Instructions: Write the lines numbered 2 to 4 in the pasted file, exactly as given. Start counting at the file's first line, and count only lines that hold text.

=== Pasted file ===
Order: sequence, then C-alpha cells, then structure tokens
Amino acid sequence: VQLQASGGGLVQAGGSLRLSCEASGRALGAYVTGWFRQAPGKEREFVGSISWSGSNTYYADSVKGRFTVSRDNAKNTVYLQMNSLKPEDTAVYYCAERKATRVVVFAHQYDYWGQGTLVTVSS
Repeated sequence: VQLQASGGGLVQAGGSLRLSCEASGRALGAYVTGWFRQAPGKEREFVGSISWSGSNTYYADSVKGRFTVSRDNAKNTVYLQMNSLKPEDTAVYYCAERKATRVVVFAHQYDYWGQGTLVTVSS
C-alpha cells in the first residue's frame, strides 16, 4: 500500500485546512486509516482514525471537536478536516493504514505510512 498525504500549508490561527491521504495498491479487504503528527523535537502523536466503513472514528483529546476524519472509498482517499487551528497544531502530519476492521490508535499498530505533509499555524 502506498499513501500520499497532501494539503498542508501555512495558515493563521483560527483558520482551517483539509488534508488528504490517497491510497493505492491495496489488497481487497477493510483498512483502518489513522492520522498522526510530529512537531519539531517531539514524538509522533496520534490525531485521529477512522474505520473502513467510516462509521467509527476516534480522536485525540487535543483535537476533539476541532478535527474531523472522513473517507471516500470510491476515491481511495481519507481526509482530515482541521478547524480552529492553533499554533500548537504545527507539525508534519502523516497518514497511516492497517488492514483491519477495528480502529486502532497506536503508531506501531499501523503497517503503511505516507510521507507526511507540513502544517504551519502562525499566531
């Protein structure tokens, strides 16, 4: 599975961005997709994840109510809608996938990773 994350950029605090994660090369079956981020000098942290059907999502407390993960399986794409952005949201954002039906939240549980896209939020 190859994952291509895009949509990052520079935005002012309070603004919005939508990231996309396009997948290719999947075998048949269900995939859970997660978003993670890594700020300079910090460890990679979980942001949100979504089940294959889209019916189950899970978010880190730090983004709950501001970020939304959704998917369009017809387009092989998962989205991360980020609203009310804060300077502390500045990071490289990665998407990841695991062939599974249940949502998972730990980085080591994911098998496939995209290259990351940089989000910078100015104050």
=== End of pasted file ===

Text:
Amino acid sequence: VQLQASGGGLVQAGGSLRLSCEASGRALGAYVTGWFRQAPGKEREFVGSISWSGSNTYYADSVKGRFTVSRDNAKNTVYLQMNSLKPEDTAVYYCAERKATRVVVFAHQYDYWGQGTLVTVSS
Repeated sequence: VQLQASGGGLVQAGGSLRLSCEASGRALGAYVTGWFRQAPGKEREFVGSISWSGSNTYYADSVKGRFTVSRDNAKNTVYLQMNSLKPEDTAVYYCAERKATRVVVFAHQYDYWGQGTLVTVSS
C-alpha cells in the first residue's frame, strides 16, 4: 500500500485546512486509516482514525471537536478536516493504514505510512 498525504500549508490561527491521504495498491479487504503528527523535537502523536466503513472514528483529546476524519472509498482517499487551528497544531502530519476492521490508535499498530505533509499555524 502506498499513501500520499497532501494539503498542508501555512495558515493563521483560527483558520482551517483539509488534508488528504490517497491510497493505492491495496489488497481487497477493510483498512483502518489513522492520522498522526510530529512537531519539531517531539514524538509522533496520534490525531485521529477512522474505520473502513467510516462509521467509527476516534480522536485525540487535543483535537476533539476541532478535527474531523472522513473517507471516500470510491476515491481511495481519507481526509482530515482541521478547524480552529492553533499554533500548537504545527507539525508534519502523516497518514497511516492497517488492514483491519477495528480502529486502532497506536503508531506501531499501523503497517503503511505516507510521507507526511507540513502544517504551519502562525499566531